Companies like Facebook and Snapchat should limit the spread of fake news by controlling which information should be shared with other users. Consumers should avoid sharing unconfirmed information or any controversial information. Also, access to certain groups should be hindered to younger users because they are the frequent users of these media.
Topic 2: The decline of the Newspaper Industry
A recent major event is a rule made by the Greek Court where Russia is forced to fight over Cybercrime suspects. According to The New York Times, the Greek police detained a man suspected to be running Moscow-based Bitcoin exchange, which converted more than 4 billion dollars to be illegal. According to the USA Today newspaper, the issue was discussed concerning how hackers steal money directly from the bank as a form of cybercrime (Lule, 2017). The New York Times was more specific to the case as compared to the USA Today newspaper, which generalized the story. I believe the audience of the publication affects the way a story is presented because it has to relate with what they already know about the story.
Amanpour, C. (2017). How to seek truth in the era of fake news. Retrieved from https://www.ted.com/talks/christiane_amanpour_how_to_seek_truth_in_the_era_of_fake_news
Lule, J. (2017). Understanding media and culture. [s.7]:Current Popular Trends in the Newspaper Industry.
Topic 1: Copyright
Copyright is one of the tools filmmakers, musicians and artists use to protect their integrity. Although it is the commonly used method, other rights are suggested which are also applicable to safeguarding authorship integrity. For instance, artists from different regions ensure their work is adequately marked to minimize cases of illegal access. Agreement between co-authors can also be used to protect the author’s integrity. Besides, I believe all creative work is mostly meant for profit, not only to develop original content for unfair use. This implies that the work of an artist, musician or filmmaker should be protected, hence, copyright remains crucial as part of the law.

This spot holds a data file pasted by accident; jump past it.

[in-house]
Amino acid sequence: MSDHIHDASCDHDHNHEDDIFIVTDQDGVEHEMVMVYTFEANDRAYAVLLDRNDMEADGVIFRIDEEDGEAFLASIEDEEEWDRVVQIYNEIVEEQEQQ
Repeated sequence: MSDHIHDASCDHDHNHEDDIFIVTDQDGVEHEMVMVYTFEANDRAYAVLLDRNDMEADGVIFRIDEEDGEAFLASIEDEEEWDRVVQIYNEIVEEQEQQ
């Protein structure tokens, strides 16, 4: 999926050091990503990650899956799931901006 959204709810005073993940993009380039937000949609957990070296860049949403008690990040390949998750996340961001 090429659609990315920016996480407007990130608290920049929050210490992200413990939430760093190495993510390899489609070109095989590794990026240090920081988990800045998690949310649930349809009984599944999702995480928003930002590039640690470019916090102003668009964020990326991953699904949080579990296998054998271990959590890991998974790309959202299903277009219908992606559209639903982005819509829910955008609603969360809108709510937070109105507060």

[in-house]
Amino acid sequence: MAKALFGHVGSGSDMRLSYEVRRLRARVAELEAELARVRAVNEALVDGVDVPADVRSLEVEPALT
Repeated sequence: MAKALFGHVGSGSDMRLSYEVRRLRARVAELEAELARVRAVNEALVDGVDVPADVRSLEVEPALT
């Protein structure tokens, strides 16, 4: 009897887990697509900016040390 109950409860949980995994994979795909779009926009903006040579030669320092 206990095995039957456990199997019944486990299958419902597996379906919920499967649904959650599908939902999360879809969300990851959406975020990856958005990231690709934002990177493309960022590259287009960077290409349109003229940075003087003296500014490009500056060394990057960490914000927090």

Topic 2: Customer Location Data
Phone companies should not share their customer’s information with third parties. This is because cases have been reported where the third parties allow access to company’s information by their employees where it can be used against them. Phone companies should implement current technologies that will enable them to protect customer location data, which have proved to be important. They should not share their customer’s information to protect their relationship with other location data aggregators. It is also a way to safeguard emergency roadside assistance, which is part of location-based-services. Since third parties are likely to breach the privacy contract, they should not have access to customer location data of an organization.
Topic 3: The Curly Fry Conundrum
Companies that collect data only to know more about you should refrain since this interferes with the privacy of their customers. The reason for this is that the companies collect more private information sometimes not even known by the consumers. Then using such information to market their products and it has become confusing to consumers. This type of data collection is detrimental because of the consequences experienced by consumers after understanding that companies use their information (Golbeck, 2013). Individuals should determine the type of information a company should collect to avoid intruding into their private world. This is because not all consumers are willing to get their lifestyle exposed, more so when it’s meant to be kept private.